The officer and Olalla meet a final time on a pathway that has a crucifix at its summit. Olalla has stopped to pray.
She thought he had gone, she says, and urges him to do so because the longer he stays the closer death stalks him and her family. Olalla knows the locals are aware of his love for her and that is dangerous.
When her prayers are finished, Olalla implores the Englishman to look up at the “Man of Sorrows.” She mentions the “inheritors of sin” and how everyone must endure a past “which is not ours.”
Though he is no Christian, the soldier is struck by her message. All sacrifice is “voluntary,” he laments, and “pain is the choice of the magnanimous,” so it’s “best to suffer all things and do well.”
Moving on, the Englishman heads “down the mountain in silence.” He turns to look back and sees Olalla “still leaning on the crucifix.”
Is this a Vampire Tale?
Victorians loved enigmatic storytelling because it protected sensibilities and forced uncertainty upon the reader. For example, there’s Henry James’ The Turn of the Screw. Is it a ghost story about possessed children or just the fertile imagination of a young governess who is a psychological wreck?
On the other hand, when Bram Stoker’s Dracula is published about the same time as James’ work (1897-98) subtleties are put aside. The vague becomes obvious.
We know Dracula’s bites are metaphors for the erotic and necessary to accommodate Victorian temperament, but the rest is pretty straightforward, a fantasy complete with fangs, a sun phobia, no reflections in mirrors, and on and on.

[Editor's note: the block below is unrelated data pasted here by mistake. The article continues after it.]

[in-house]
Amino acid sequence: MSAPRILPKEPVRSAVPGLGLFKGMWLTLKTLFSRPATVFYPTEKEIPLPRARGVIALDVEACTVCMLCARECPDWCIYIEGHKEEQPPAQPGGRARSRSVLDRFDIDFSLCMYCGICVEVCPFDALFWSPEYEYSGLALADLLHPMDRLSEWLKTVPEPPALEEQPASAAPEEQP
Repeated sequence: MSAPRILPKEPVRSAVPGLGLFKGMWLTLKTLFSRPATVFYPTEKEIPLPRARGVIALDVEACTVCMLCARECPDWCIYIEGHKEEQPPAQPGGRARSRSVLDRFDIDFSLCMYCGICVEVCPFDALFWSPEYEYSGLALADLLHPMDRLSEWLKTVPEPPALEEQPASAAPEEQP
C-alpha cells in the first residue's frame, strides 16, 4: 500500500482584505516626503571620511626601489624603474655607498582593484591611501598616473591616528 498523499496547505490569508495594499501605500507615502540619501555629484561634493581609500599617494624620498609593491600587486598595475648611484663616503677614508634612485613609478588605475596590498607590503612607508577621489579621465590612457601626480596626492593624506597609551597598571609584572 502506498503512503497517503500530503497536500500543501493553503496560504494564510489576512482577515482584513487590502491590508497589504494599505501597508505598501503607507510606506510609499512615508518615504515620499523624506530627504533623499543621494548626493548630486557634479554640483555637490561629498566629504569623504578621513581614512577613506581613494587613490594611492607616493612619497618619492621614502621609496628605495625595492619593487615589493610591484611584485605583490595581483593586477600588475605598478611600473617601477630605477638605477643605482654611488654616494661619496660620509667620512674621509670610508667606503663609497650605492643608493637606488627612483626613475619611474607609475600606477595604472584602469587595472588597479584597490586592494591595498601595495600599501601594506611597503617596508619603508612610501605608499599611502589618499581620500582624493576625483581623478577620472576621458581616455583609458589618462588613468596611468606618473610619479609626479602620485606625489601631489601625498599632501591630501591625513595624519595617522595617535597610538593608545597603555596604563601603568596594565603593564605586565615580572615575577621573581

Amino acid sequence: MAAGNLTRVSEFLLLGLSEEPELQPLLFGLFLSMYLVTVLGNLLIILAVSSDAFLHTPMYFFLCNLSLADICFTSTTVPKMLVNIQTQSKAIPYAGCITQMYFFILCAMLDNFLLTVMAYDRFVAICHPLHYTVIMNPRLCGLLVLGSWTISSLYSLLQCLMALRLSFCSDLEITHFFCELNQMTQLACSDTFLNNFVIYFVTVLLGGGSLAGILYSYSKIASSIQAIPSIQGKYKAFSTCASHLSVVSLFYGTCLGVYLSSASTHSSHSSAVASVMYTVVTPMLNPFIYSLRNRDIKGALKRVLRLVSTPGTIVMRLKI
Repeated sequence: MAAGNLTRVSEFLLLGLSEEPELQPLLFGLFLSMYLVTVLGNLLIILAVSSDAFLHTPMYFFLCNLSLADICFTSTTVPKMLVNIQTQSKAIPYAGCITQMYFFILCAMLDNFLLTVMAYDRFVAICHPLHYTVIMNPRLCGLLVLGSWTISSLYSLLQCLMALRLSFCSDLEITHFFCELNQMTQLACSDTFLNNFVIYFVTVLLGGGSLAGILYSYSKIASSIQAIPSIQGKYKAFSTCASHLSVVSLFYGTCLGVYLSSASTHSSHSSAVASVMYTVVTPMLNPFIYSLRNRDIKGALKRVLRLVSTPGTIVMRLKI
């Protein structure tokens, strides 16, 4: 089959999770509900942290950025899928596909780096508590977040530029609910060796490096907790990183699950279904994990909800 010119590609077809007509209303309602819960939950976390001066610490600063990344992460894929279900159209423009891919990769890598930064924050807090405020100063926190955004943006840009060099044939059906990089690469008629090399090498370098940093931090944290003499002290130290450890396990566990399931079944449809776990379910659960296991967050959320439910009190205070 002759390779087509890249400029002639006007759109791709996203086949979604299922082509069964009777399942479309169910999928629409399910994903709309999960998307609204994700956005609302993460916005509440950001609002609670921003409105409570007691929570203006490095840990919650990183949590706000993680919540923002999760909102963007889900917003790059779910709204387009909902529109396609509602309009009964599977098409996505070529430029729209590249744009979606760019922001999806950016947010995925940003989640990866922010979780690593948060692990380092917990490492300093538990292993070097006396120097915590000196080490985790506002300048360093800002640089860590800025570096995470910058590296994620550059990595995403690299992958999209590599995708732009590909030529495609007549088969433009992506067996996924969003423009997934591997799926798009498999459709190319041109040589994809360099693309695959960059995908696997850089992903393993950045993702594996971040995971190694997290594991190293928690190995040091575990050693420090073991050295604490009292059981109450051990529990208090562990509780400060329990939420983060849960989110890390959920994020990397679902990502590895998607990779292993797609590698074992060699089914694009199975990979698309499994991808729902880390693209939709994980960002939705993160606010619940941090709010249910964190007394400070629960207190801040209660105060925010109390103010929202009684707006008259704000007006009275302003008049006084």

Hollywood has made a fortune on the Stoker model.
With Stevenson’s “Olalla,” we are left with a burning question? Is this a vampire tale or just a story about a deviant family of blood fetishists mixed with religious overtones and village superstition? Challenging, of course, because none of the standard Stoker’s mechanisms are in place and rightly so since Stevenson’s narrative predates Stoker by over a decade.
My inclination is go with the fetish explanation because everybody’s got one of some sort or another. But, of course, that won’t keep you up all night ready to cringe at the least gust of cold wind or that strange creature crawling up the wall of your bedroom.
As for Amy Hesketh’s adaptation of Stevenson’s Victorian imagination, well, it’s pure Amy which means it’s innovative and terrific.
One more thought, I’m guessing Amy is a fan of Paris’ Theater of Horror, the Grand-Guignol (1897-1962), where amorality, brutality, sex, and insanity crept onto the French stage with just the right infusion of gore. No supernatural here, it’s all realism at work.
As Amy Hesketh fans know well, she relishes whippings, crucifixions, rack torture, and burnings too much to rely exclusively on the supernatural as her literary modus operandi. Realism is her performance art and what stands her tall in the crowd of horror directors and storytellers.
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Having introduced Robert Louis Stevenson, we’re now ready for the next post on this marvelous film. We’ll take a look at the vampire question a little further.